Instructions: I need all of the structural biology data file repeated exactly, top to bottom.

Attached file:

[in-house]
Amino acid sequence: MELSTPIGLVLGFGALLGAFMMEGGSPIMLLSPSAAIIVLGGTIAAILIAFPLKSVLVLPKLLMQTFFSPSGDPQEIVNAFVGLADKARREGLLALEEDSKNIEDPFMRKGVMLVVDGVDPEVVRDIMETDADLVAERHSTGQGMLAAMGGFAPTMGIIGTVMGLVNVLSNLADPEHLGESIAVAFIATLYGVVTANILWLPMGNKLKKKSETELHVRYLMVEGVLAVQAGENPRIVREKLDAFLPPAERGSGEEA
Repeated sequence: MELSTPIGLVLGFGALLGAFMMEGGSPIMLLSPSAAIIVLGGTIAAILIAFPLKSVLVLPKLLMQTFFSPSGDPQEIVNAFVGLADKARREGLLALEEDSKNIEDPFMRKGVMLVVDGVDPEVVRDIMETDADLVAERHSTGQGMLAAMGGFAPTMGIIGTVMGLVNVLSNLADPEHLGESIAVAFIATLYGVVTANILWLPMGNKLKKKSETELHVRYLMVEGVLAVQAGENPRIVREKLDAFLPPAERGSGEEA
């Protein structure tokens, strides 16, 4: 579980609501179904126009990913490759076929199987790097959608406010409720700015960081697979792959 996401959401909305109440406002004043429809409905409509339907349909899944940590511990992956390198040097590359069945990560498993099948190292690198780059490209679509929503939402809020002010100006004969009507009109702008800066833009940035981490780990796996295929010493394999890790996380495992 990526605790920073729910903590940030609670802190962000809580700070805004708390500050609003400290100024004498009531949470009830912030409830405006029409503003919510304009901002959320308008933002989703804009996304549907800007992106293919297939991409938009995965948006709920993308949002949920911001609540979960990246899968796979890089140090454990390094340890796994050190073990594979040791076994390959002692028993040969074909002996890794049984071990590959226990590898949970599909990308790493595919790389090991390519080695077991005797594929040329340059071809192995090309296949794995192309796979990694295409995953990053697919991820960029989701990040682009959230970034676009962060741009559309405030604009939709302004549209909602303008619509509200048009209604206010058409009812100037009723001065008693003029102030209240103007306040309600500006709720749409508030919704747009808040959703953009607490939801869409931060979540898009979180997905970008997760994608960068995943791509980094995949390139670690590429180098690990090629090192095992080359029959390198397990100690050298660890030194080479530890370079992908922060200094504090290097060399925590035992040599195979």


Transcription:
[in-house]
Amino acid sequence: MELSTPIGLVLGFGALLGAFMMEGGSPIMLLSPSAAIIVLGGTIAAILIAFPLKSVLVLPKLLMQTFFSPSGDPQEIVNAFVGLADKARREGLLALEEDSKNIEDPFMRKGVMLVVDGVDPEVVRDIMETDADLVAERHSTGQGMLAAMGGFAPTMGIIGTVMGLVNVLSNLADPEHLGESIAVAFIATLYGVVTANILWLPMGNKLKKKSETELHVRYLMVEGVLAVQAGENPRIVREKLDAFLPPAERGSGEEA
Repeated sequence: MELSTPIGLVLGFGALLGAFMMEGGSPIMLLSPSAAIIVLGGTIAAILIAFPLKSVLVLPKLLMQTFFSPSGDPQEIVNAFVGLADKARREGLLALEEDSKNIEDPFMRKGVMLVVDGVDPEVVRDIMETDADLVAERHSTGQGMLAAMGGFAPTMGIIGTVMGLVNVLSNLADPEHLGESIAVAFIATLYGVVTANILWLPMGNKLKKKSETELHVRYLMVEGVLAVQAGENPRIVREKLDAFLPPAERGSGEEA
């Protein structure tokens, strides 16, 4: 579980609501179904126009990913490759076929199987790097959608406010409720700015960081697979792959 996401959401909305109440406002004043429809409905409509339907349909899944940590511990992956390198040097590359069945990560498993099948190292690198780059490209679509929503939402809020002010100006004969009507009109702008800066833009940035981490780990796996295929010493394999890790996380495992 990526605790920073729910903590940030609670802190962000809580700070805004708390500050609003400290100024004498009531949470009830912030409830405006029409503003919510304009901002959320308008933002989703804009996304549907800007992106293919297939991409938009995965948006709920993308949002949920911001609540979960990246899968796979890089140090454990390094340890796994050190073990594979040791076994390959002692028993040969074909002996890794049984071990590959226990590898949970599909990308790493595919790389090991390519080695077991005797594929040329340059071809192995090309296949794995192309796979990694295409995953990053697919991820960029989701990040682009959230970034676009962060741009559309405030604009939709302004549209909602303008619509509200048009209604206010058409009812100037009723001065008693003029102030209240103007306040309600500006709720749409508030919704747009808040959703953009607490939801869409931060979540898009979180997905970008997760994608960068995943791509980094995949390139670690590429180098690990090629090192095992080359029959390198397990100690050298660890030194080479530890370079992908922060200094504090290097060399925590035992040599195979």